1. Little Green
It was the last Saturday morning in June. Lazer was sleeping in. Jules was gardening in the backyard. Nic was taking out the compost, because it was her turn to do it last night and it'd look really shitty if she kept putting it off while Jules was working out there.
Nic tried not to focus on the grubby pits and peels, or the warm pungent blast that greeted her when she opened the composting barrel. She turned her thoughts to the dark freckles on Jules' face and shoulders, spreading in the summer like wildflowers in the grass. A single red lock had slipped from Jules' ponytail and clung damply to the concave curve between her collarbones and breasts.
"What?" Jules grinned. She'd caught Nic looking.
"Nothing," Nic smiled. She turned the compost barrel. "You're really pretty."
"Aw, stop," Jules blushed.
It had been four years since the infamous Summer of Paul. And while remembering still gave Nic a visceral punch of "fuck no"- never in a million years would she be grateful- she had to admit they'd grown stronger from getting past it.
After Joni left for Stanford, Lazer convinced his moms to go to couple's therapy. The therapist never gave them weird vibes for being gay, which was great, but she was really too young. Barely older than Joni, young. Born after the Challenger explosion, young. She read to them from the textbooks: about communicating more, reimagining the work roles in the family, and even (cough, cough) reconnecting physically…
Nic and Jules bonded more from making fun of therapy on the drive home than they did from therapy itself. Not that they ever told Lazer that.
The truth is there was no quick fix. Not the therapy, not the evenings of candlelit bubblebaths, not even the wine-tasting weekend in Napa for their twenty-fifth anniversary. The healing came from daily, deliberate efforts. Self-conscious little statements like "I appreciate when you do that," or "you were right, I'm sorry," or "I'll try harder."
The healing came from years of hard work, turning the mess around again and again until it became something clean and productive and real. Something like Jules smiling, flattered, and humming "Little Green" as she pulled weeds. Something like Nic smiling too, even as the mud from the outside of the compost barrel stained her hands and jean knees.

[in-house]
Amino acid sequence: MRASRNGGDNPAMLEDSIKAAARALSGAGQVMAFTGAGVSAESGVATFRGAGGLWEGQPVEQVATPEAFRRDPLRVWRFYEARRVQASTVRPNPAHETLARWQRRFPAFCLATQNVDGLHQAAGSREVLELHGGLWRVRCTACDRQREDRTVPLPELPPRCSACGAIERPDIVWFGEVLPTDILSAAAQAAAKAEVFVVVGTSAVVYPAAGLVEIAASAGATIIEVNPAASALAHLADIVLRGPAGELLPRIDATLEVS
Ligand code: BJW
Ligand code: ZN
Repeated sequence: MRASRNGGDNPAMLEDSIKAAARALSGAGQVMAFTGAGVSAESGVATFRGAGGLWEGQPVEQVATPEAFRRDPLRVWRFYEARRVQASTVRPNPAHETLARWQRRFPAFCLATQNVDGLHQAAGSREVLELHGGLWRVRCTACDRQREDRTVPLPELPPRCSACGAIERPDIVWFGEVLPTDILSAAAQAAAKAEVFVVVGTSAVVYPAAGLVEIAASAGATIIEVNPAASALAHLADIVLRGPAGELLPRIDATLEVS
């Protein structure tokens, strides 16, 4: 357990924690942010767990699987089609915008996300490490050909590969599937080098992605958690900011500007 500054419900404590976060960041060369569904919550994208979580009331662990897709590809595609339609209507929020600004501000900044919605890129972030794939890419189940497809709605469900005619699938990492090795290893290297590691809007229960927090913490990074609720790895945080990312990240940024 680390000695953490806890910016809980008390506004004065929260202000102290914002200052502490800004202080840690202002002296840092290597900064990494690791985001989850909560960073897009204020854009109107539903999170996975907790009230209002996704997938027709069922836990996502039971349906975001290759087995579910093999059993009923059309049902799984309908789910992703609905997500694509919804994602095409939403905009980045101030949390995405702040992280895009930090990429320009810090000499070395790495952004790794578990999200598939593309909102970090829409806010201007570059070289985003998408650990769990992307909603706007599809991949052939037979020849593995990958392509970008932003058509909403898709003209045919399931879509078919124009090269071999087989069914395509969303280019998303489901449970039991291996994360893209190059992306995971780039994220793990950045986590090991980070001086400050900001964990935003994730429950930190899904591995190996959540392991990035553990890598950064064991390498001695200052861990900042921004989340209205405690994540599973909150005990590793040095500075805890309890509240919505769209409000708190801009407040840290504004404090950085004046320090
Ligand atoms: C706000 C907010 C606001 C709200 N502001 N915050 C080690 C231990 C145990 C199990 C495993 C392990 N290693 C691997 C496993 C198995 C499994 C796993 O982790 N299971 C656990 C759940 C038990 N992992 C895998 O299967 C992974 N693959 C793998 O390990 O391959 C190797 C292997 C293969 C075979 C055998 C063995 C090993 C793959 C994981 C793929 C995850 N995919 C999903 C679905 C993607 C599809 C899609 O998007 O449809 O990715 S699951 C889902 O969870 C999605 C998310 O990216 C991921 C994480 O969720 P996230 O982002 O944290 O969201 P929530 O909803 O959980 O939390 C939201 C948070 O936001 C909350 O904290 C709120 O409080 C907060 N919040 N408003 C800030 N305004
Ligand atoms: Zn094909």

Nic and Jules looked up. Joni waved from the back porch. Jules squealed and ran to her. Nic sat still a moment, surprised.
"You… got a haircut! It's- wow!"
"It's different, huh? Shorter than yours," Joni teased. "I wanted something low-maintenance for my gap year."
Jules pulled Joni into a long hug, rocking side to side. Nic pulled herself to her feet, tried to wipe off her hands, gave up, and came over. "Sweetie, you're going to Argentina, not Mars."
"Tierra del Fuego, hon," Jules noted. "With the crunchy science geeks. Something tells me they don't shower as often as the kids teaching English in Buenos Aires."
"True," Nic smiled.
She watched Jules run her hands along the pale peach fuzz where Joni's hair had once been. "Did you donate the stuff they cut off?"
"Yeah, why wouldn't I?"
"That's our girl."
"I like it," Nic declared. "It's very cute."
"You've got the face shape to pull it off femme," Jules added. "Not that it matters, I mean, as long as you like it…"
"How'd you get here so early?" Jules asked. "I thought you were coming in tonight…"
"I drove down yesterday and stayed over at Sasha's. I wanted to surprise you," Joni explained. "I thought I'd help you get everything for the Fourth of July."
"Aww, how sweet," Jules cooed. "Oh, but your mom's shopping for the picnic. Not me."
Joni arched an eyebrow. "Really?"
"Yeah, well, I've got like a ton of clients that want their spaces ready for the holiday, and I've got a new consult in…" Jules glanced at her wristwatch. "Shit!"
She pecked Joni on the cheek, Nic on the lips, and darted inside, looking back over her shoulder to admire her daughter's new 'do. Joni smiled and waved back. She rolled her eyes knowingly at Nic. Nic gave her a muted, thoughtful smile in return.
She remembered the outdoorsy preteen who had to be lectured to tend the wheat-colored bird's nest that was her hair, but refused to get it cut even remotely short because it would be "boyish." "Like Nic's," is what she meant, but was too tactful to say. Nic got it: the girl needed to individuate herself from her biological mother, 'be her own person' and all that crap. And waist-length hair was cute on Joni once she got down the brushing habit.
But now? Joni's new look was G.I. Jane, edgier than anything either of her mothers had ever done. Her hair might resemble Nic's customary pixie in a month or two. By then she'd be ten thousand miles away. And homesick maybe?
"You look beautiful," said Nic. "I'd hug you, except, well-" she held out her arms. Black, slippery mud covered her hands and splattered up to her elbows. "This is all from the compost, you believe that?"
"What'd you do, drop your car keys in?" Joni teased.
"No! This is from the outside! I swear, some of those freaking worms escaped and are eating through the yard. The ground all around the barrel is just… fecund."
"Fecund? Hm," Joni mused. "There's a word you never hear. It fits, though."
"I know, right?"
And mother and daughter walked inside together, side by side.